ASTM Committee developing profilograph simulation standard.April 26, 2010 -
Emerging high-speed inertial profilers can collect pavement profiles and, using computer technology, can simulate profilograph responses. ASTM International Committee E17 on Vehicle-Pavement Systems is developing proposed standard ASTM WK26262, Specification for Profilograph Simulation for Airfield Pavements, which will contain procedures for simulations based on current programs in use by U.S. Federal Aviation Administration and U.S. Federal Highway Administration.
Profilograph Simulation Standard Being Developed by ASTM International Vehicle-Pavement Systems Committee
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Press release date: April 20, 2010
W. CONSHOHOCKEN, Pa., -Since the appearance of the first California-type models around 1940, the profilograph has been a popular device used for quality control in the construction of pavements. Both roadway and airfield landing agencies have adopted roughness indexes computed from profilograph-derived measurements as a level of construction quality. Emerging high-speed inertial profilers can now quickly collect pavement profiles and, using computer technology, can simulate profilograph responses.
ASTM International Committee E17 on Vehicle-Pavement Systems is currently developing a proposed new standard for such simulation, ASTM WK26262, Specification for Profilograph Simulation for Airfield Pavements. The proposed standard is under the jurisdiction of Subcommittee E17.33 on Methodology for Analyzing Pavement Roughness.
According to Injun Song, research engineer, SRA International Inc., and an ASTM E17 member, ASTM WK26262 will contain procedures for simulations based on current programs already in use by the U.S. Federal Aviation Administration and the U.S. Federal Highway Administration.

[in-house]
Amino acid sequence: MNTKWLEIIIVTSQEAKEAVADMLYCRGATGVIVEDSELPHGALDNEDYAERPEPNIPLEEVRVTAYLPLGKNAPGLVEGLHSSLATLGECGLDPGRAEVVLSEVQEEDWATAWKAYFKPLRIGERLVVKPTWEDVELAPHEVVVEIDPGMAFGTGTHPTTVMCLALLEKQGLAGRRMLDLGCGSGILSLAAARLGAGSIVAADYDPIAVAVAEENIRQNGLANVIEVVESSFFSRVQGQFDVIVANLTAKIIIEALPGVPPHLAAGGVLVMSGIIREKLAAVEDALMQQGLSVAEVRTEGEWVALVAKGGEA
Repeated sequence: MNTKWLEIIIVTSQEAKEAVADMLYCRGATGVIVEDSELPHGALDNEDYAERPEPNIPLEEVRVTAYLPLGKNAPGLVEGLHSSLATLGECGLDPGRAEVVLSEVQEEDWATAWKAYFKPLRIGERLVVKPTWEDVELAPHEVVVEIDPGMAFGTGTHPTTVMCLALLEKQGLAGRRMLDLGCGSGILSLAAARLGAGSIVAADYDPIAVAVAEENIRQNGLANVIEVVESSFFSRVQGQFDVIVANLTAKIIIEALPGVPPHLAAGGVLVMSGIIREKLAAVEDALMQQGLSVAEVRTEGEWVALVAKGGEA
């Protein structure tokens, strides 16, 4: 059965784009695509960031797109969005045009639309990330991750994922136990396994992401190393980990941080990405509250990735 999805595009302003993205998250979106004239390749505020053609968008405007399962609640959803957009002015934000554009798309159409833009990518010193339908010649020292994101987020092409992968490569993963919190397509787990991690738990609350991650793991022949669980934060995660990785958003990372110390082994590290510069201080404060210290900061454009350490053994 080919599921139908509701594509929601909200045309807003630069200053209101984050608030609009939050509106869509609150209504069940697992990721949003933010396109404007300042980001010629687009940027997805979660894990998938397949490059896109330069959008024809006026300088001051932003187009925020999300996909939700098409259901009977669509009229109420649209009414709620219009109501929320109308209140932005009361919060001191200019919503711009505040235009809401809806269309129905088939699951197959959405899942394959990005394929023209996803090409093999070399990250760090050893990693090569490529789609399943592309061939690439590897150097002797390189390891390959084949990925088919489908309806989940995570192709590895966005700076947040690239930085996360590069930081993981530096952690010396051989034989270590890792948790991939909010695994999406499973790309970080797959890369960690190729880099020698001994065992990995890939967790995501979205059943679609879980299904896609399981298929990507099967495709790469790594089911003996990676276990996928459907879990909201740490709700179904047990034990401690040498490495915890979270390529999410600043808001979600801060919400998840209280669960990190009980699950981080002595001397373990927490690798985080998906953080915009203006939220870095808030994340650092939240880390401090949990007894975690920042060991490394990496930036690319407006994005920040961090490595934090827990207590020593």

"This proposed standard will provide a methodology to bring the basic philosophies of smoothness or rideability issues to an easier and more practical way to evaluate," says Song. "Any computer programmer or engineer who wants to add or create the simulation procedures in his or her program will be able to follow this standard to expect the same simulation results."
Song says that users who do not own a profilograph would be able to receive detailed information regarding wheel spacing and size and sample spacing from the simulations described in the proposed standard.
The proposed standard will be useful for: contractors collecting pavement surface profiles for both construction quality assurance and monitoring pavement conditions; agencies in airfield and/or highway pavement development under the U.S. Department of Transportation who want to simulate profilograph profiles using profiles from inertial profilers; and computer programmers or engineers who want to add or create the simulation function in their programs.
All interested parties are invited to participate in the development of WK26262. ASTM International welcomes and encourages participation in the development of its standards.
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View this release on the ASTM Web site at www.astmnewsroom.org.
ASTM Committee E17 Next Meeting: June 7-10, State College, Pa.
Technical Contact: Injun Song, SRA International Inc., Linwood, N.J., Phone: 609-601-6800; firstname.lastname@example.org
ASTM Staff Contact: Daniel Smith, Phone: 610-832-9727; email@example.com
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